By Rob South
Going back to his days as a University of Calgary student, Calgary West MP Rob Anders is used to being the centre of attention at Speaker’s Corner, and last Thursday’s candidates forum was no different. Anders was both the best supported and most jeered candidate at the forum as he defended Canadian Alliance policies and his personal decision to stop some Summer Career Placement Grants in Calgary West last summer.
"In front of all these students I give you the opportunity to apologize [for stopping SCP grants]," said second-year political science student Mark Power in one of the many moments when Anders was asked to defend his record on SCP grants.
"Do you think that Canada Safeway ought to receive subsidies from you?" Anders asked the crowd.
Other candidates also weighed in on the SCP issue, all of them expressing support for the SCP program.
"Until you change the law, you cannot deny people the right to access grants and subsidies," said Progressive Conservative candidate Jim Silye, looking at Anders.
The issue of health care also struck a major chord with both candidates and students. In particular, candidates were asked to define what they thought about two-tier health care.
"When you can buy your way up to the front of a lineup we have two-tier health care," said New Democrat candidate Greg Klassen.
However, Silye and Anders stood up for the existence of private diagnostic clinics, such as MRI clinics.
"Every party is having a heyday with this and I am sick of it; the fear-mongering has to stop," said Silye.
Later in the debate the issue of the CA’s proposal to allow citizen-initiated referendums on contentious issues came up.
Green Party candidate Еvan Osentоn did not think highly of the idea.
"At this point I would urge you all to go to the This Hour Has 22 Minutes Web site, so that we can have Stockwell Day’s name changed to Doris Day," said Osentоn in reference to a current campaign mocking the CA leader.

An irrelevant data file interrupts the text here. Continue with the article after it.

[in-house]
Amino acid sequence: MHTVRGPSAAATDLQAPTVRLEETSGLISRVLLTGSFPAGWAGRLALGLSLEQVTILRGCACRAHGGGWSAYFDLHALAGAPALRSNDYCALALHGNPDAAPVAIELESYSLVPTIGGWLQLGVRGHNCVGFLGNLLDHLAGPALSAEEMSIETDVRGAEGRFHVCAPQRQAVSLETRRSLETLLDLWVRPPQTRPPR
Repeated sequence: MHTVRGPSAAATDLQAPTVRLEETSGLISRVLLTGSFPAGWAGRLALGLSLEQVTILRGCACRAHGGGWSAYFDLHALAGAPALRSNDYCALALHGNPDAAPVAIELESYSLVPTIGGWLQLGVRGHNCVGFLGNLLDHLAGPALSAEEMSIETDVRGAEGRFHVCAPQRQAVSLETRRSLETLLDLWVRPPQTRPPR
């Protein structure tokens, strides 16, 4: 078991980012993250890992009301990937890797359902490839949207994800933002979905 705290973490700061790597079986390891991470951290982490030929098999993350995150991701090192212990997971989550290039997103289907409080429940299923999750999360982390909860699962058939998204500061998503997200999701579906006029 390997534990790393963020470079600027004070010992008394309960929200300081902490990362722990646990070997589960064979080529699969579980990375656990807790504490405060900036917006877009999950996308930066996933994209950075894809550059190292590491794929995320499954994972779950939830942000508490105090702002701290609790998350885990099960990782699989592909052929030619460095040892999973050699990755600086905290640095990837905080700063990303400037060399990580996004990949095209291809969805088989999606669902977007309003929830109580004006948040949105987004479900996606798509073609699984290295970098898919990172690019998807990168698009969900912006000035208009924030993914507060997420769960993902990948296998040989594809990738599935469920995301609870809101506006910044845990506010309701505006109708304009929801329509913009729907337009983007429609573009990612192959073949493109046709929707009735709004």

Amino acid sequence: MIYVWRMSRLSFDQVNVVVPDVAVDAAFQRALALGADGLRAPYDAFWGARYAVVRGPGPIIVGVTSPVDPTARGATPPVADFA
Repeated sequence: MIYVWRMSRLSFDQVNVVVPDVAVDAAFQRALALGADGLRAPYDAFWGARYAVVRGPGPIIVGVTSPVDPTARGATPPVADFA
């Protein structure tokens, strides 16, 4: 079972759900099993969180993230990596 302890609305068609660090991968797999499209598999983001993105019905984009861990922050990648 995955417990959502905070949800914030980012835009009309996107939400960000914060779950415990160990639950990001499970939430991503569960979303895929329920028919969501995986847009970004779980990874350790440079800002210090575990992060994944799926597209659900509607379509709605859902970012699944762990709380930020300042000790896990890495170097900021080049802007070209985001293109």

"I think our position on referendums is quite clear," said Liberal candidate Frank Bruseker. "We call them elections. We put out our platform and promises and we stand by them."
At this point, several students in the crowd started yelling "GST, GST," in reference to the unkept 1993 Liberal promise to scrap the Goods and Services Tax.
Eventually, the issue of abortion arose and was linked to the referendum proposal. All candidates spoke in favour of a pro-choice stance against opening the issue to a citizen vote, except Anders.
"The Alliance has no official position on abortion," said Anders.
"I think that if you put a referendum question to the Canadian people as to whether they want tax dollars paying for abortion, the majority would say no," continued Anders.
The forum concluded with each candidate being asked to summarize the merits of their candidacy in five words or less.
"Vote, vote, vote, vote, vote," said Klassen.
"No two tier, tuition abolition," said Osentоn.
"Vote Anders out, Silye in," said Silye.
"Brain drain, waste, tax cuts," said Anders.
"Vote Liberal, compare platforms. Liberals are the best," said Bruseker going over the word limit.
While Osentоn is also Co-editor of the Gauntlet, he did not edit this story.